When did you really begin to see yourself as a ‘photographer’?

Digital Photography, Caley Bovee

Digital Photography, Caley Bovee

I had my camera with me all the time. It was obnoxious. I thank my family for their patience with me, because I was always taking pictures. Then I thought to myself, I wonder if I can enter a contest. I struggled and struggled and struggled and struggled and struggled. I entered photo contests for 7 to 9 months. I finally won a photo of the week contest. It was one of my favorite photos that I’d ever taken. It’s a picture of my friend, who was a very close friend. I worked with him in a restaurant. He was black, and he was huge, and he was the sweetest sweetest person. He lost his dog and he got a new one. It was a tiny little fuzzy white puppy. I asked him to take his shirt off and he did, he actually did. So it was this little teeny tiny dog with this big man, big hands.

What inspires you as a photographer?

I like to take pictures of flowers. I like organic life, earthy things. I like old things that are in a state of decay. My philosophy is that, no matter where you go, if you have your camera with you, you can find something to take a picture of. One of the most interesting things you can take pictures of are people. They are fascinating, different. Pictures are a form of communication.

Digital Photography, Caley Bovee

Digital Photography, Caley Bovee

How did you become involved with 40 West Arts District?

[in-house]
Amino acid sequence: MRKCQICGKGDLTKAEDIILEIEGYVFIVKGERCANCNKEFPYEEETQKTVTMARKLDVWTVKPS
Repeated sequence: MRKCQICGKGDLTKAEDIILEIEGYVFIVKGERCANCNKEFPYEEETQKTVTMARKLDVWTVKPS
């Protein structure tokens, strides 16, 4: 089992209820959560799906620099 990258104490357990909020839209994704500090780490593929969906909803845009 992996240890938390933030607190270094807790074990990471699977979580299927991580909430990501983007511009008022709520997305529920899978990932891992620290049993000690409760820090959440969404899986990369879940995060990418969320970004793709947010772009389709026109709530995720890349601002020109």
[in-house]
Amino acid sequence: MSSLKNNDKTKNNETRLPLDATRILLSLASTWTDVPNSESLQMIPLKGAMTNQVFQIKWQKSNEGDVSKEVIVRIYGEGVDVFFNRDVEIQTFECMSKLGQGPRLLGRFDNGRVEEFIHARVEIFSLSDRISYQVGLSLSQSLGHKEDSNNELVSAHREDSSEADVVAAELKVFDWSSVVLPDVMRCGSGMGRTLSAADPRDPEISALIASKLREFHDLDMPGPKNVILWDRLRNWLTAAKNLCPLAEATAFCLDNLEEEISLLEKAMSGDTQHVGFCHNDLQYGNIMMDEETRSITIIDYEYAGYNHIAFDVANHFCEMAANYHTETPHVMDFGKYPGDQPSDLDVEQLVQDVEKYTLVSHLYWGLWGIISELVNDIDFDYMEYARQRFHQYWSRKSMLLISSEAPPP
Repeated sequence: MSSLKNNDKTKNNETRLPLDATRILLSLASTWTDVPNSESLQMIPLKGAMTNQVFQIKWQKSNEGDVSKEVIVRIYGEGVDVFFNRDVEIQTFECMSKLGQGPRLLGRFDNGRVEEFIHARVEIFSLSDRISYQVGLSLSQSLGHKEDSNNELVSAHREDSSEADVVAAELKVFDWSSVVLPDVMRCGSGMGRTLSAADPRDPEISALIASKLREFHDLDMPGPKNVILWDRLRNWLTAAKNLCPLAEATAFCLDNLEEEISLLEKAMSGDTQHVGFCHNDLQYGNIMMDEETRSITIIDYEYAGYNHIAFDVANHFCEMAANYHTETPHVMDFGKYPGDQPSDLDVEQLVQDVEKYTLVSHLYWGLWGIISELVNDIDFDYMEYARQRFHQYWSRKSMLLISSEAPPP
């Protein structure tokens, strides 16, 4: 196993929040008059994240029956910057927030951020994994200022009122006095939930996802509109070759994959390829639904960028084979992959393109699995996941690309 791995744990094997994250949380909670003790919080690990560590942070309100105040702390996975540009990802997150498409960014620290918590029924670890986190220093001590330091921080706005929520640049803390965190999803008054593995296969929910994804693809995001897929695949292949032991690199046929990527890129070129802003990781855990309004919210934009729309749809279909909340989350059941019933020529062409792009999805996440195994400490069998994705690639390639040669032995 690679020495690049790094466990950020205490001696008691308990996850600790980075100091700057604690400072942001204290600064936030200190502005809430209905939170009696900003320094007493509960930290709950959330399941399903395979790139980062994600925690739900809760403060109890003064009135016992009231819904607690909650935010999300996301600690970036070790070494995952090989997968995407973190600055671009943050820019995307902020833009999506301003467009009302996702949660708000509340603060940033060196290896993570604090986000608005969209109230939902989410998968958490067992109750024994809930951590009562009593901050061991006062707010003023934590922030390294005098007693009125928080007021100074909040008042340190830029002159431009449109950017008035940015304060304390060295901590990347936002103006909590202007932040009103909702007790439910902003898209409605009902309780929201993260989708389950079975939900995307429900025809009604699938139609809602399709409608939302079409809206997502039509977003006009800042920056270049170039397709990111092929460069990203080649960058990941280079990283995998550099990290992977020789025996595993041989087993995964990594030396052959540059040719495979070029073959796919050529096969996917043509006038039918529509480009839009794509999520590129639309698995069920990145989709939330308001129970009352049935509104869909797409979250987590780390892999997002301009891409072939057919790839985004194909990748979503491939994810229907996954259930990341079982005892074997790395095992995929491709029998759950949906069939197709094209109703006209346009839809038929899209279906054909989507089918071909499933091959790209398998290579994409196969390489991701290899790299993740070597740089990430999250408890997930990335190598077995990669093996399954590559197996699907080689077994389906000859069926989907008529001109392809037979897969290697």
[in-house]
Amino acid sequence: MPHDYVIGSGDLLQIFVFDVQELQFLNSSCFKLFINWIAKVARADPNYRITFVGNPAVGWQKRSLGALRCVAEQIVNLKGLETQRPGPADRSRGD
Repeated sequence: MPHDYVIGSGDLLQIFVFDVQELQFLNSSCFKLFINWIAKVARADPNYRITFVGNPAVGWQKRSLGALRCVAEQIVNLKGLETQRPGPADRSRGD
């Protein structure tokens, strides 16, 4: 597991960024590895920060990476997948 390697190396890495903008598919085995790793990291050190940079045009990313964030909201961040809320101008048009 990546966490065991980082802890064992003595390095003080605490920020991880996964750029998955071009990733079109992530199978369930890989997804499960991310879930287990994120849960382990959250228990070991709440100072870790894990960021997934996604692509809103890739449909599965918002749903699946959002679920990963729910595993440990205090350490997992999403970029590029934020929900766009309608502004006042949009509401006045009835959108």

I was there for the first show, the grand opening. I was very excited; I invited my whole family to the opening of 40 West. I had pieces at the opening, and they put a red dot on pieces when they sell. One of the most exciting things for me ever, my family saw me as they put a dot next to my photo, my piece was the first piece to sell. It was the first work to sell when 40 West Arts District opened. It was just so exciting. I was so flattered.

What would you tell artists entering this field?

In many ways art is so subjective. If somebody doesn’t like your work, or your picture, then it’s okay. You don’t need to be offended or have your feelings hurt. The main thing is that you like it. Right. You need to like what you do and think that it’s good.


See more of Caley’s work at:

40W Artist Documentary Series: Greg Wasil

My sincerest thanks to my co-conspirator Melanie Stover, artist and sculptor Greg Wasil, and artist and video artist Robert Evans for their dedication, commitment, and energy to this project.

Robert Tammany Evans grew up in Wyoming, Colorado, and Idaho, making art at an early age. He recently graduated from Rocky Mountain College of Art + Design with an emphasis in video. Robert uses modern digital technology as well as a combination of traditional artistic practices including drawing, photography, and music. See more of his work: or contact him here:

Greg Wasil learned early to love the world of metal and machines. His father was a welder and passed to Greg the pleasures of making, shaping, getting dirty, and working with his hands. Greg transforms metal and other materials to craft large and small sculptures. You can read his full artist statement and look at more of his work here: